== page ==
It wasn’t quite ‘enemies of the people’ stuff, but it sniffed at the scent
marks of the same territory. Be sure, there’s much more and much worse of this
Thursday, he addressed the House of Commons. This time, it was not so much a
campaign speech as one that might be given in a Sixth Form debating society.
Lots of finger pointing and vague but lofty assertions of national greatness.
Even so, the outlines of what he seems to have in mind came into view.
that he is going to demand that the EU completely remove any backstop, which
they cannot conceivably agree to, and he will blame this on them, pushing for
no deal as the only alternative. If and
when parliament stops him doing so, there will be an early election which
he will fight on a ‘believe in Britain’ no-deal Brexit platform. Opponents will
be cast as unpatriotic, undemocratic doom-mongers and the EU as a hostile
It is thus
already obvious that earlier talk of bringing the party and country together
was so much eyewash.
…. and a
underscored by the reformation of the government. Even before his victory was
announced, it was clear that many current ministers would refuse to serve in
his government, including Philip Hammond. Of course, most of them knew they were
unlikely to be asked but their pre-emptive resignations underscore both the
splits in the party and also, crucially, that the current fault-line is
precisely over accepting no deal as an outcome.
of taking power, the cull began. For starters, he brought in many of the Vote
Leave campaign team, including its architect Dominic
Cummings, as advisers. This re-enforces the sense that he is gearing
up for an election campaign. It now looks as if this pattern is being repeated
across government with, for example, Matthew Elliott of Vote Leave going
to the Treasury as a special advisor.
now been a wholesale clear out of the cabinet, in what Martin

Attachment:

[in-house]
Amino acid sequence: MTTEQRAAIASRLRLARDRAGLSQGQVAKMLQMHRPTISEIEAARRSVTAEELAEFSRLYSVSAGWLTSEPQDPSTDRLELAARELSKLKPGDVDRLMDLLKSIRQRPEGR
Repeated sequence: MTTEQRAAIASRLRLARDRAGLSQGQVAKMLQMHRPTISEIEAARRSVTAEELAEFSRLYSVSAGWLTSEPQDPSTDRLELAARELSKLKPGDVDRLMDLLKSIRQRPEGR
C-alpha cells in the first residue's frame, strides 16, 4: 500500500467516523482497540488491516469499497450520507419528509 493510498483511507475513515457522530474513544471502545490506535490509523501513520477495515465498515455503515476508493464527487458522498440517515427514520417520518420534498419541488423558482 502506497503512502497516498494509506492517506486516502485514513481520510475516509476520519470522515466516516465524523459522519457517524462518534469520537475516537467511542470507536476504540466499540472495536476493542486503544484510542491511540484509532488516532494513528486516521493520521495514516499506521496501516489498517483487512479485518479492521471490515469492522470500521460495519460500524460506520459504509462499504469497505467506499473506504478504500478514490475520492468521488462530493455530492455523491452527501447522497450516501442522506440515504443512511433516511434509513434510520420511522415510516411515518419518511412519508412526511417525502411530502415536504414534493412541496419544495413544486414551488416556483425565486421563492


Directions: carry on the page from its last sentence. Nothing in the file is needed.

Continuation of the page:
Kettle has described as a “hard Brexit coup”. The issue here is not just
about Brexit, either. On the one hand, there is no place for ardent Brexiters
such as Liam Fox and Penny Mordaunt (perhaps because they supported Hunt in the
leadership contest) and not all new ministers are Brexiters by background,
though it has to be assume that they are now signed up as such.
On the other
hand, figures like Jacob Rees-Mogg, Dominic Raab and Priti Patel are not only
hard line Brexiters but also notable for their very hard line Thatcherite
approach to policy in general, and seem
to interpret the referendum result as having also bestowed a mandate for
This looks to
most right-wing government Britain has had since the 1980s. It will
also be extremely inexperienced, as almost all of them are new in their posts.
Taken alongside the departures of key civil servants, the British State has
been re-made just as it enters potentially the deepest constitutional, economic
and political crisis of modern times. Just at the basic level of governmental
competence this is a recipe for a dangerous
All of this
might suggest, as does Johnson’s rhetoric and most of the media comment, that
we are at the beginning of a new chapter in Brexit. But this is very far from
being the case. This can be seen in the way that Brexiters are already treating
the last three years since the Referendum.
On the one
hand, it is as if those years are being expunged. All the reasons why the
negotiations went as they did, including the reason for the Irish backstop, are
being ignored. In fact, they show exactly what
happens when you try to turn hard Brexit into a legal treaty. Rather
than accept that, the Brexiters are simply reviving all the old discredited
nostrums about how ‘they need us more than we need them’, the trade deficit,
the idea that no financial settlement should be agreed prior to a trade deal
and so on. In this sense, this is not a new chapter it is a reprise of the
On the other
hand, the last three years are being set up as the alibi for Johnson’s failure.
Any idea that, with the Brexiters now in charge, they will finally be forced to
accept responsibility for turning their lies into practicable policy is very
wide of the mark. Every time they fail to do so, they will insist that this was
because they had not been in charge from the beginning and because Theresa May